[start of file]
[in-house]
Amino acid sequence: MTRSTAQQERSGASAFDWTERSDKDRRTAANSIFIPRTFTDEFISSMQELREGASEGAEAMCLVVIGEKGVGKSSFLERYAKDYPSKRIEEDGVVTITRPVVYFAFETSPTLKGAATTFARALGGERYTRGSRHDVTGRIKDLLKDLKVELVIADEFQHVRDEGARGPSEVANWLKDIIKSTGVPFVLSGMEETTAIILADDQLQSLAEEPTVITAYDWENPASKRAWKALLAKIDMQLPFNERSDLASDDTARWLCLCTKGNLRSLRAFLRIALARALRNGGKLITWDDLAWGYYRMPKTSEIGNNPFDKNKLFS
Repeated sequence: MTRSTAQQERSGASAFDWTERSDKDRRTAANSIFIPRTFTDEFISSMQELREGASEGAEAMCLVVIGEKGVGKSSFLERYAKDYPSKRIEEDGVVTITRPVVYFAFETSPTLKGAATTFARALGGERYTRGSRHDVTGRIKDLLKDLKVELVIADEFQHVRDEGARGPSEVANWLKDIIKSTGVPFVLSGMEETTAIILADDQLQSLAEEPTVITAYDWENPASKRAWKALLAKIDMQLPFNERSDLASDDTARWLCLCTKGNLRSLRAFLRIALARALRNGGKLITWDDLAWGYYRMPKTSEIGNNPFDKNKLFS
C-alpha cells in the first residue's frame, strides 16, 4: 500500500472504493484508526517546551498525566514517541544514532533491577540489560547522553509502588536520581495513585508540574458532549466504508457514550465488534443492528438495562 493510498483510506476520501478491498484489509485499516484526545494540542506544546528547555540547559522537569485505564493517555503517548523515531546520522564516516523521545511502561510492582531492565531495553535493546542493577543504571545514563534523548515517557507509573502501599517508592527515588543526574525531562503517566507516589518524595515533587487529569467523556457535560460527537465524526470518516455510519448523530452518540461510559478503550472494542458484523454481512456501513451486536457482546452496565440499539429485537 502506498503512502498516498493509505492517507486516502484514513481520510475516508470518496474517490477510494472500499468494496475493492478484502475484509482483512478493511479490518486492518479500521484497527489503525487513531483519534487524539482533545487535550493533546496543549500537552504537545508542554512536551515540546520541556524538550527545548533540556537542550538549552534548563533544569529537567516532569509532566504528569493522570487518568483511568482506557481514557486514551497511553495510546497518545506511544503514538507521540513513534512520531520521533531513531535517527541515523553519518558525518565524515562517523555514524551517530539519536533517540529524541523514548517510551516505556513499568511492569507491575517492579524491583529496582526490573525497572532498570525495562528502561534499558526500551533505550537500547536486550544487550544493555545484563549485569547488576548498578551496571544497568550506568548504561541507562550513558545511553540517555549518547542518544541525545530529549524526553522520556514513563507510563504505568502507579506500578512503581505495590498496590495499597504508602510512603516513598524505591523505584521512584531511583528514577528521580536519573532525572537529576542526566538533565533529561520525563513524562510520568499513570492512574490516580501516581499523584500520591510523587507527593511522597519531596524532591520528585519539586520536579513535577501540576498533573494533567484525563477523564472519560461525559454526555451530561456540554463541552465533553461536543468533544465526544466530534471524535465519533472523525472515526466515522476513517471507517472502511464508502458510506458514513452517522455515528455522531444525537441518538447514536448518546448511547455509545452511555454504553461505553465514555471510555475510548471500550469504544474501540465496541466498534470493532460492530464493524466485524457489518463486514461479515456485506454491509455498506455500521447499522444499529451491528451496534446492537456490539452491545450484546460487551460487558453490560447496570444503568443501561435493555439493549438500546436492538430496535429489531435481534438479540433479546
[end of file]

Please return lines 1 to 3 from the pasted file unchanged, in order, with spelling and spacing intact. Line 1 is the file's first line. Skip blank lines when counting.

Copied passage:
[in-house]
Amino acid sequence: MTRSTAQQERSGASAFDWTERSDKDRRTAANSIFIPRTFTDEFISSMQELREGASEGAEAMCLVVIGEKGVGKSSFLERYAKDYPSKRIEEDGVVTITRPVVYFAFETSPTLKGAATTFARALGGERYTRGSRHDVTGRIKDLLKDLKVELVIADEFQHVRDEGARGPSEVANWLKDIIKSTGVPFVLSGMEETTAIILADDQLQSLAEEPTVITAYDWENPASKRAWKALLAKIDMQLPFNERSDLASDDTARWLCLCTKGNLRSLRAFLRIALARALRNGGKLITWDDLAWGYYRMPKTSEIGNNPFDKNKLFS
Repeated sequence: MTRSTAQQERSGASAFDWTERSDKDRRTAANSIFIPRTFTDEFISSMQELREGASEGAEAMCLVVIGEKGVGKSSFLERYAKDYPSKRIEEDGVVTITRPVVYFAFETSPTLKGAATTFARALGGERYTRGSRHDVTGRIKDLLKDLKVELVIADEFQHVRDEGARGPSEVANWLKDIIKSTGVPFVLSGMEETTAIILADDQLQSLAEEPTVITAYDWENPASKRAWKALLAKIDMQLPFNERSDLASDDTARWLCLCTKGNLRSLRAFLRIALARALRNGGKLITWDDLAWGYYRMPKTSEIGNNPFDKNKLFS